The Celtic tradition --- primal, ancient, and the still-pulsing heart of it today --- is a soulful pathway that yearns for thresholds and stopping places of prayer, pilgrimage, and holy remembrance. To the open-hearted listener, J.J.Lafferty's Seeking the Stones is a vehicle of healing, a divine spark of empowerment. and an energized portal of travel to other times and places. Lafferty is, no doubt, one of the Aois Dana, the Gifted Ones, embodying the spirit of the Celtic past today. His poems are stunning, moving and will have an undeniable quenching power to the ear and heart of any Homeland or Diaspora Celtic descendant. And, yet, the timeless power of these words, blended with subtle contemplative soundscapes, will speak to anyone exploring the themes of love for the land, remembrance of the ancestors, and the deep longing of the soul thirsting for a sense of place and a way to reconnect with eclipsed earth wisdom.



In Seeking the Stones, J.J Lafferty moves and inspires with this collection of Celtic poetry; a compilation of intensity and beauty- expressed through pen, voice, and song.

His holistic approach is a careful construction for dramatics and mood. Such consideration reflects the import of personalization- present here in form, as much as in content. Lafferty's own voice reverberates with the sounds of lyrical and genuine verse. He fills voids of space with his fullness and warmth. The words themselves have inclinations towards the soul; passionate, pure renditions of memory, thought, and life. Gentle and spirited notes dance in and out of the performed text, subtle and complimentary in fashion: Lafferty's close collaboration with composer, Ken Brown, is clearly evident.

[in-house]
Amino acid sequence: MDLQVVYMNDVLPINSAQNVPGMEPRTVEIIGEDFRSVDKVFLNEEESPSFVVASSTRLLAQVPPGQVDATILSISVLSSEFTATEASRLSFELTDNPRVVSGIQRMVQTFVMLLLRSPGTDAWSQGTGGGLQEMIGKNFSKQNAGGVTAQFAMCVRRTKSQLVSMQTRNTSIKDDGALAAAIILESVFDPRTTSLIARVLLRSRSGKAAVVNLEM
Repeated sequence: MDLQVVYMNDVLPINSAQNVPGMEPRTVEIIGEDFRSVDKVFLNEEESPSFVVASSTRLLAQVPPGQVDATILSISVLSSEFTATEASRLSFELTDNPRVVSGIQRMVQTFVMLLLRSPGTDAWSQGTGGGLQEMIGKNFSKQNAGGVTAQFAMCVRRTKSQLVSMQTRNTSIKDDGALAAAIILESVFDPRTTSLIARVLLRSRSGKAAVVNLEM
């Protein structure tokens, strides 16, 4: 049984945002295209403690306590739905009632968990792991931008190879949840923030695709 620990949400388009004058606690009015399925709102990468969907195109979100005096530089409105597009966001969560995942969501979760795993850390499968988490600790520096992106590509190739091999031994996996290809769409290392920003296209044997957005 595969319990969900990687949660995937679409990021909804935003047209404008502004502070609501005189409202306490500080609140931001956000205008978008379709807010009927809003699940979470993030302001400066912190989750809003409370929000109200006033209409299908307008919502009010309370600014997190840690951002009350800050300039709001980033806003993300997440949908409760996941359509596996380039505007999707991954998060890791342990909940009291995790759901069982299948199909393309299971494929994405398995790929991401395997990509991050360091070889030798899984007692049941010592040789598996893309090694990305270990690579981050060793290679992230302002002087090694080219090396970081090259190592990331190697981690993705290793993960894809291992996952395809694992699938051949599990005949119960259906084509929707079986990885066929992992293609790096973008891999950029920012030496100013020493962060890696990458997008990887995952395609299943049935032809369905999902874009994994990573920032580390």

The disc is developed in four sections. The first set deals with, "the Journey", a meditation on personal exploration. Here, questions of pain and joy, of tribulation and strength, cause empathetic reaction where both lamentation and hope pervade. Next, the "Celtic Core"- poems of tradition, remembrance, and mystery; the grandness of nature, an essence of far away. This is a passageway for, "History", a powerful description of a Celtic past juxtaposed with Lafferty's own reflections on the present. Following this is "Spirituality", which is, perhaps, the most expressive poetry on the disc. Lafferty writes with an unorthodox, but vivid and nourished faith. His work is filled with tension and honesty, obviously writ from the heart and sealed with the expression of his own voice.

The appeal of this CD needn't be limited to the Celtic community alone. All those who seek out passion in the poetic world can appreciate the struggle and triumph in "Seeking the Stones". It is an illumination of emotion formed to remember and reconcile the journey which each of us seeks in some way, always.

Frank MacEowen



J.J Lafferty recently performed selected poems from Seeking the Stones at a The Black Mustard, in downtown Guelph, Ontario. Throughout the evening Lafferty entranced the audience with his grace and character and words- his unique dramatic portrayal nothing short of captivating.

MaryAnne Petrella